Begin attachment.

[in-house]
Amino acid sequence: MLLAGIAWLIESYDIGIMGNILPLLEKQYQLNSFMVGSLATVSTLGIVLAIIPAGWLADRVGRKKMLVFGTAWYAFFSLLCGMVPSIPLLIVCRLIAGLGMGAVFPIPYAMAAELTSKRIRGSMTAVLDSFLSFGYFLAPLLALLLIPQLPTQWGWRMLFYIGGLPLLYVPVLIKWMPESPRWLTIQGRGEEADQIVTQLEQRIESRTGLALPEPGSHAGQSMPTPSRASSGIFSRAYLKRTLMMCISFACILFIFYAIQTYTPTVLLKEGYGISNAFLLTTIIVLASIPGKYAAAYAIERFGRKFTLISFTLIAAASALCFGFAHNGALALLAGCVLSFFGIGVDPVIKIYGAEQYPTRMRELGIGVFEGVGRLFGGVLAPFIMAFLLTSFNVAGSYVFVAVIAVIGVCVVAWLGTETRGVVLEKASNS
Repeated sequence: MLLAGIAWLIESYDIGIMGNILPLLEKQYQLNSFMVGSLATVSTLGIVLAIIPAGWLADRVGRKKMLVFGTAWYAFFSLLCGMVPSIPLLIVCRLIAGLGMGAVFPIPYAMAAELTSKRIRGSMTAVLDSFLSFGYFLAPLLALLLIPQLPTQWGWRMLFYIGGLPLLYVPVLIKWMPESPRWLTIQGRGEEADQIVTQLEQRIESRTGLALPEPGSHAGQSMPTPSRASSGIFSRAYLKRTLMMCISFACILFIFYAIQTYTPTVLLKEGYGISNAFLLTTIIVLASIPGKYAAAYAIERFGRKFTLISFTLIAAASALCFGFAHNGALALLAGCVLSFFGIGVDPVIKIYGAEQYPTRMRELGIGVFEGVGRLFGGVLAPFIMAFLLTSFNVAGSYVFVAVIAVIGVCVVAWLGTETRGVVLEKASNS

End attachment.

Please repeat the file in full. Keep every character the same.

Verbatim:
[in-house]
Amino acid sequence: MLLAGIAWLIESYDIGIMGNILPLLEKQYQLNSFMVGSLATVSTLGIVLAIIPAGWLADRVGRKKMLVFGTAWYAFFSLLCGMVPSIPLLIVCRLIAGLGMGAVFPIPYAMAAELTSKRIRGSMTAVLDSFLSFGYFLAPLLALLLIPQLPTQWGWRMLFYIGGLPLLYVPVLIKWMPESPRWLTIQGRGEEADQIVTQLEQRIESRTGLALPEPGSHAGQSMPTPSRASSGIFSRAYLKRTLMMCISFACILFIFYAIQTYTPTVLLKEGYGISNAFLLTTIIVLASIPGKYAAAYAIERFGRKFTLISFTLIAAASALCFGFAHNGALALLAGCVLSFFGIGVDPVIKIYGAEQYPTRMRELGIGVFEGVGRLFGGVLAPFIMAFLLTSFNVAGSYVFVAVIAVIGVCVVAWLGTETRGVVLEKASNS
Repeated sequence: MLLAGIAWLIESYDIGIMGNILPLLEKQYQLNSFMVGSLATVSTLGIVLAIIPAGWLADRVGRKKMLVFGTAWYAFFSLLCGMVPSIPLLIVCRLIAGLGMGAVFPIPYAMAAELTSKRIRGSMTAVLDSFLSFGYFLAPLLALLLIPQLPTQWGWRMLFYIGGLPLLYVPVLIKWMPESPRWLTIQGRGEEADQIVTQLEQRIESRTGLALPEPGSHAGQSMPTPSRASSGIFSRAYLKRTLMMCISFACILFIFYAIQTYTPTVLLKEGYGISNAFLLTTIIVLASIPGKYAAAYAIERFGRKFTLISFTLIAAASALCFGFAHNGALALLAGCVLSFFGIGVDPVIKIYGAEQYPTRMRELGIGVFEGVGRLFGGVLAPFIMAFLLTSFNVAGSYVFVAVIAVIGVCVVAWLGTETRGVVLEKASNS